A Garden Begins with Violence

A garden begins with violence:
fire or the hoe, a cleaning out, a smothering,
a clean break from the past.
But after the violence, intimacy.

Hands that spread seed, tiny packages of hope,
or that cradle a rootball as gently as
a parent washes the head of a newborn,
tucking the roots into the soil and crooning.

Most days, lately, I work over the brassicas
(cabbage and broccoli) wiping off the eggs
of the Cabbage White Butterfly or squishing
the caterpillars with my loving hands.

Violence and love. Yesterday I found
the empty chrysalis of a parasitic wasp. They flit
through the garden right now, drinking nectar
and laying eggs into the bodies of caterpillars.

They will feed from those bodies until they cut their way out
and settle to spin their own chrysalises.
Meanwhile the caterpillar is so changed by tending them
that it spins extra protection and guards them until it dies.

Today I watched the mating dance
of two Cabbage Whites. She settled on a leaf
and spread her wings flat, her black dots like a beacon,
while he flittered and fussed.

She will lay eggs of a dubious fate.
The butterflies are plentiful, the caterpillars are plentiful,
the wasps are plentiful, the host plants are plentiful.
Everywhere violence, everywhere love.

Foot over Foot

Oh Pilgrim, the way of life is long:
sometimes joyful, sometimes hard.
Still we walk, foot over foot, foot over foot,
sometimes into chasms or over rough terrain,
through storms and buffeting winds.

Sometimes through meadows
abundant with comfort and flowers,
butterflies and soft sunshine.
Enjoy it, smell the flowers,
lie down there awhile and rest.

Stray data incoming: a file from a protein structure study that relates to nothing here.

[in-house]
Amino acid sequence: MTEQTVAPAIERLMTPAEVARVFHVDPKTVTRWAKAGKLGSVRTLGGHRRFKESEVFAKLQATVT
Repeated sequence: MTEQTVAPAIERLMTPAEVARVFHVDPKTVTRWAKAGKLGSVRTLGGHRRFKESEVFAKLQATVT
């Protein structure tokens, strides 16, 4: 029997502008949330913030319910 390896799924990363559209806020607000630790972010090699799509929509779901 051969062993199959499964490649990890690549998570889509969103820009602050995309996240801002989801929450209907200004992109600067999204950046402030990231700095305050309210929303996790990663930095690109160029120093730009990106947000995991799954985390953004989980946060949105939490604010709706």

Above you: the sun, that fire of fires
round which our small lives turn.
It dries our tears and grows our food
the friend of winter hearths
the friend of hearts
the spark of life
companion for the way
sunshine, starshine.

But one can’t laze in a meadow forever.
We rise and walk
foot over foot, foot over foot
carrying our spark of life.
We fall down, we get up, oh Pilgrim.

Oh Pilgrim, the way of life is long
breath deep of air that is laced with stardust
that is stardust, as you are stardust,
as you walk on stardust
foot over foot
lightly
on this path of stars.

You are not alone in your dark nights.
Beside you, companions walk:
foxes, owls, roos and people
We walk together trusting the earth
to meet our feet.

You have stepped through fire,
and you have survived.
Sure, the going is hard
and terrain will be rough for some way yet.
But you have survived and
you step forward, foot over foot.

Oh Pilgrim, surely
you can trust yourself by now?
Surely, despite your wounds,
some of which reopen and weep,
surely you can trust the healing?
Surely you can trust yourself in this world by now?
Surely you can trust
this world?
It has got you this far.

Step forward, step forward,
step forward in
this moment of walking,
this moment and no other,
oh Pilgrim.

This moment is free from the past
with its grief and wishes.
It is free from the future
with its worries and desires.

It is just this moment and no other
through which you step
forward
on stars
foot over foot.